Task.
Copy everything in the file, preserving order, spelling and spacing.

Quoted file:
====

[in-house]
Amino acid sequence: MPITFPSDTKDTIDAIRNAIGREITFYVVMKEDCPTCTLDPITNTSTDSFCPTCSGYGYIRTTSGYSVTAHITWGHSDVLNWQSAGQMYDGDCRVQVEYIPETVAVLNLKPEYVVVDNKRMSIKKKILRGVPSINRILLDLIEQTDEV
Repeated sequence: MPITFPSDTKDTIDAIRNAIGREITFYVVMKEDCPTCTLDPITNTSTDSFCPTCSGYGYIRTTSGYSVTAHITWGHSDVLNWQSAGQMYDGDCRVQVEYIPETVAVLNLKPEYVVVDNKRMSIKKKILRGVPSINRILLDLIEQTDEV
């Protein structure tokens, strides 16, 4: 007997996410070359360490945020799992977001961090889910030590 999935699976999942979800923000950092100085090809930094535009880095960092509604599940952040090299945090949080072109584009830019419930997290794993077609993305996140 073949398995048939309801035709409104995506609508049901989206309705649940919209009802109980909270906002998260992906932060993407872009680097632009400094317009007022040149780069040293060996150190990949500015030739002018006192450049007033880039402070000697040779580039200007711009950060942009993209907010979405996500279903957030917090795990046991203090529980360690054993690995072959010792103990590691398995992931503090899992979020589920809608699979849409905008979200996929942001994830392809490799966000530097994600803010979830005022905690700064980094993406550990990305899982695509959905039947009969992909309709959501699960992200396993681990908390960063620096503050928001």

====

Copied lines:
[in-house]
Amino acid sequence: MPITFPSDTKDTIDAIRNAIGREITFYVVMKEDCPTCTLDPITNTSTDSFCPTCSGYGYIRTTSGYSVTAHITWGHSDVLNWQSAGQMYDGDCRVQVEYIPETVAVLNLKPEYVVVDNKRMSIKKKILRGVPSINRILLDLIEQTDEV
Repeated sequence: MPITFPSDTKDTIDAIRNAIGREITFYVVMKEDCPTCTLDPITNTSTDSFCPTCSGYGYIRTTSGYSVTAHITWGHSDVLNWQSAGQMYDGDCRVQVEYIPETVAVLNLKPEYVVVDNKRMSIKKKILRGVPSINRILLDLIEQTDEV
């Protein structure tokens, strides 16, 4: 007997996410070359360490945020799992977001961090889910030590 999935699976999942979800923000950092100085090809930094535009880095960092509604599940952040090299945090949080072109584009830019419930997290794993077609993305996140 073949398995048939309801035709409104995506609508049901989206309705649940919209009802109980909270906002998260992906932060993407872009680097632009400094317009007022040149780069040293060996150190990949500015030739002018006192450049007033880039402070000697040779580039200007711009950060942009993209907010979405996500279903957030917090795990046991203090529980360690054993690995072959010792103990590691398995992931503090899992979020589920809608699979849409905008979200996929942001994830392809490799966000530097994600803010979830005022905690700064980094993406550990990305899982695509959905039947009969992909309709959501699960992200396993681990908390960063620096503050928001």